My little astronomers love observing the night sky! After they asked how the moon shrunk and grew, I knew it was the perfect time to teach them about the moon’s phases with this oh-so-yummy Oreo moon phases activity. Who knew science could be so tasty?!
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To prep for the Oreo moon phases activity, I needed:
- 1 medium ball (baseball-sized)
- 1 globe or larger sized ball
- a flashlight or a desk lamp
- a bag of Oreos
- black construction paper (or the printable moon chart from our space activity pack)
Why We Have Day and Night
Before beginning the demonstration, I asked my 3 and 5 year old what they thought made the moon shine. They both guessed that it made its own light like the sun.
Next, I asked about the moon’s shape. They both said it was a circle with a “duh, Mom” look on their faces.
That look quickly faded when I then asked them the next question. “Why the moon doesn’t always look like a circle? Where does all of its light go when it looks like it’s missing part of the circle?” They were stumped.
So, I handed my 3 year-old the flashlight that would act as our sun. I gave my 5 year-old the earth (a ball we covered in clay) and grabbed the medium ball that would be our moon. I intentionally made the moon a little on the large size so it would be easier for my kiddos to see the light reflecting off it.
First, I explained how Earth spins on its axis to create night and day. We used a tiny red bead and stuck it in the clay Earth about where we lived. I gave Earth a gentle spin in front of the flashlight sun. My kiddos could easily see that when it was night, the red bead was away from the sun.
The earth kept rotating, the sun rose on the red dot, and it was day. They both loved spinning the earth and saying “good morning, good night” over and over as the sun rose and set on the red bead.
Why the Moon Shines
Now, it was time to throw the moon into the mix. I explained that the moon did not make its own light but simply reflected the light from the sun. Then, I demonstrated how the moon circles Earth. The type of moon we see depends on where it is in relation to the earth and sun. (Here, you can find a good diagram to help young astronomers visualize the moon’s rotation.)
We started our demonstration with the moon was on the opposite side of the earth as the sun (the flashlight) like the picture above. All of the sun’s light was reflected so it was a full moon.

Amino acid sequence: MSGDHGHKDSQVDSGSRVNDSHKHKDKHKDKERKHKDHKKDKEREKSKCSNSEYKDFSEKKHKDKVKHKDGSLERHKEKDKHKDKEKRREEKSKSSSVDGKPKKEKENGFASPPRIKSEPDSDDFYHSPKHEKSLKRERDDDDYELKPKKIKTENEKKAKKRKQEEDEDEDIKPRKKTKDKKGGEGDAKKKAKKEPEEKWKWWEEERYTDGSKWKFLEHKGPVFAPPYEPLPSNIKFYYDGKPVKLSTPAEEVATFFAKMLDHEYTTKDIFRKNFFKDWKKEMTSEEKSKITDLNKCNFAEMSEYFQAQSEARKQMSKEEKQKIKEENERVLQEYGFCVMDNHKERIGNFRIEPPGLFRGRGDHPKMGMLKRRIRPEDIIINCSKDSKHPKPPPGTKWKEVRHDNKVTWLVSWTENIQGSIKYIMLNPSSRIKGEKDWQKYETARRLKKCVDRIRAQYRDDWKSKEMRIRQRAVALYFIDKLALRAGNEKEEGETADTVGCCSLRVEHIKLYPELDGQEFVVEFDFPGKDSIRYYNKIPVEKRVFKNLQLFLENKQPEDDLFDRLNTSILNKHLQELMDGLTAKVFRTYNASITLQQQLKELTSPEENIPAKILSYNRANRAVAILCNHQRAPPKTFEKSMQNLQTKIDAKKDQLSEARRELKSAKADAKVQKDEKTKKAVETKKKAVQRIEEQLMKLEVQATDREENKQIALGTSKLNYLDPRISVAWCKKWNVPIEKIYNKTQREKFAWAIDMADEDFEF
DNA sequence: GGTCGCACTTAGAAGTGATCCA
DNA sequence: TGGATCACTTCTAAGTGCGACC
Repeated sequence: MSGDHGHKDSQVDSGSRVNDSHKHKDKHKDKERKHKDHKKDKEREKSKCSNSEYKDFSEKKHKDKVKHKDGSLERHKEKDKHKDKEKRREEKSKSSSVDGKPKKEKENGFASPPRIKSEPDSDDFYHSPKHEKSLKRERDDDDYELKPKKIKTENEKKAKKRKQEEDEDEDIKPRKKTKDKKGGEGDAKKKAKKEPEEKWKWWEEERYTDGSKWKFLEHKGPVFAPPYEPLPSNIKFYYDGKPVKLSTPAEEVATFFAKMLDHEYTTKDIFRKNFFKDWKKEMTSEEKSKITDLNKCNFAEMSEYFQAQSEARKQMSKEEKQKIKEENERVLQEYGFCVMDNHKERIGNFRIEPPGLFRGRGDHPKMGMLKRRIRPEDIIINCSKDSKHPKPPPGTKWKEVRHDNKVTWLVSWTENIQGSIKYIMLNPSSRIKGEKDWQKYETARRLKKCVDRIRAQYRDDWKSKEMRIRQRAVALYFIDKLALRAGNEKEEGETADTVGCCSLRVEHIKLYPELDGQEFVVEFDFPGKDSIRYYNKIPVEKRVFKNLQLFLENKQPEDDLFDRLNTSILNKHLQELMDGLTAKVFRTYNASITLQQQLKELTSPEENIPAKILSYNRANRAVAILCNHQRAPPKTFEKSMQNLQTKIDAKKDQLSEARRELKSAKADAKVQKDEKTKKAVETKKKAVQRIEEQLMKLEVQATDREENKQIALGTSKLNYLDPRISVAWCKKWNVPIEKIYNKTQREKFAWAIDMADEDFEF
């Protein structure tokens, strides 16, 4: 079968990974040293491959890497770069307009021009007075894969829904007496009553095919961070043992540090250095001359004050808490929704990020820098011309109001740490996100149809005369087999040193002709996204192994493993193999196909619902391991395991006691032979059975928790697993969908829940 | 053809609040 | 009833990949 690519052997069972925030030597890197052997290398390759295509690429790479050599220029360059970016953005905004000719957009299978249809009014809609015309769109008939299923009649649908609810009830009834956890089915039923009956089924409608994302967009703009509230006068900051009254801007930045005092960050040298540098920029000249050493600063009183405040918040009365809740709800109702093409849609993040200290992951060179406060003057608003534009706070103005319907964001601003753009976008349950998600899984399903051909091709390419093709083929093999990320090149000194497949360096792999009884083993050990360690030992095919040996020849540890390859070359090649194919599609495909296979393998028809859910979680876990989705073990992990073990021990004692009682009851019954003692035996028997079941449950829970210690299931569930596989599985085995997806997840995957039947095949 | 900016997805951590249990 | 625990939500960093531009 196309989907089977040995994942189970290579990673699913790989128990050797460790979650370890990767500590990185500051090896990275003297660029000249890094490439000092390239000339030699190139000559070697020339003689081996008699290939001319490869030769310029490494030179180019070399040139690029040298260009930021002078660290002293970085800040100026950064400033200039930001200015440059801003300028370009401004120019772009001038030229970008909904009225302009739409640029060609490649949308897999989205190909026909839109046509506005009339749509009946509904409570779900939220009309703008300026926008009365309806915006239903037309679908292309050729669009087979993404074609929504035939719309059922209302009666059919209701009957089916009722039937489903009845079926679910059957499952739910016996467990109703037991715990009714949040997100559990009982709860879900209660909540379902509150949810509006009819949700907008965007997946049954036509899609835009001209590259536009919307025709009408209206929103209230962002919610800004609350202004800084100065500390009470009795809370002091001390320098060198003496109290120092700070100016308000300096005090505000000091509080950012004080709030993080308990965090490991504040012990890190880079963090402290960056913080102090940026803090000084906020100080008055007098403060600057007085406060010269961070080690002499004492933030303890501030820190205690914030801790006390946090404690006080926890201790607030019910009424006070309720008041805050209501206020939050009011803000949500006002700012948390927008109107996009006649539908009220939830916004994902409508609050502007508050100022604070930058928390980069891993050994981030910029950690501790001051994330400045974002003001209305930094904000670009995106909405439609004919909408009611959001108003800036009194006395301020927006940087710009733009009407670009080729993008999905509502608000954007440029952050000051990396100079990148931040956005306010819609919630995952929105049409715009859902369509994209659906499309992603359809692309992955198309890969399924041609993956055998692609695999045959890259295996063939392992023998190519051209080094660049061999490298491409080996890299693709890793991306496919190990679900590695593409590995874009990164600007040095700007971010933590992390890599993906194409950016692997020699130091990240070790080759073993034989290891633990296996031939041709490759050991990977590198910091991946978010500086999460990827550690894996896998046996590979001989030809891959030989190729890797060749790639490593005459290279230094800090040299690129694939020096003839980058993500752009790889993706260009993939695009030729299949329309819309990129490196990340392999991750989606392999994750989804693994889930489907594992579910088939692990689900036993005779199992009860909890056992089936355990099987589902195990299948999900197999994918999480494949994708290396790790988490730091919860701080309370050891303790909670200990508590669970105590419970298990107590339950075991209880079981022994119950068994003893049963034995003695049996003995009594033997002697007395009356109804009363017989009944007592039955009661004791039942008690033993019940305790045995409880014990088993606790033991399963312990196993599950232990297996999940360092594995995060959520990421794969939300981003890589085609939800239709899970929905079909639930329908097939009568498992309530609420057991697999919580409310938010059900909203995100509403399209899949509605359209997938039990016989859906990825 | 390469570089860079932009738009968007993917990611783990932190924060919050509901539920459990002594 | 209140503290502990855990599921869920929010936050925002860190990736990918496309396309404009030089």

Then, when we slowly rotated the moon around the earth and it ended up between the earth and the sun, the side of the side of the moon facing us up in the sky was in a shadow, causing a new moon.
Once my kiddos got the idea down, I explained how we were going to move the moon around the earth to see how its shape changed and record what we saw using Oreos.
Oreo Moon Phases
We started where we left off, with the moon’s face being shadowed. This was the easiest moon to create with the Oreo. My 3 year-old carefully separated the Oreo. She was thrilled when he got a perfectly clean cookie to use for the new moon.
Tip: Our first attempt a this demo failed to the delight of my husband and kiddos who got to eat the rejected bag of reduced fat Oreos. The original Oreos are much easier to separate than the low fat version.
We continued moving the moon around the earth and copied what we saw by scraping off the Oreo cream to match the visible parts of the moon from Earth.
My 5 year-old daughter wanted to use her teeth to scrape off the cream filling. But, she had to settle on simply eating the unused cookie tops instead. For the scraping, a child sized butter knife was the easiest for her to manage.
As the moon continued its orbit around the earth, the visible part grew. When the visible part gets bigger, it’s called waxing. When it’s getting smaller, it’s called waning.
Here, the moon was half way around the earth and my daughter was super excited to have made a perfect full Oreo moon.
At this point, my 3 year old simply wanted to eat cookies and be the sun. So, my daughter continued making each Oreo moon phase and placed them on the Oreo moon phase paper.
We continued rotating the moon and observing the light that reflected off it. My daughter then asked how long it took the moon to go around the earth. I said that on average, it takes 29 days, 12 hours and 44 minutes, about the length of a month.
We didn’t have to wait nearly that long for the Oreo moon to complete its rotation though. My daughter really wanted to color each moon on her paper. So, she grabbed a grey and yellow crayon and carefully colored each circle to show the correct phase.
Now, whenever we glance up at the night sky, my kiddos love trying to track the moon and name its phases. Any activity that encourages my kiddos to take a moment to observe the world (or universe) around them is a win in my book.
30 Out-of-this-World Science Experiments
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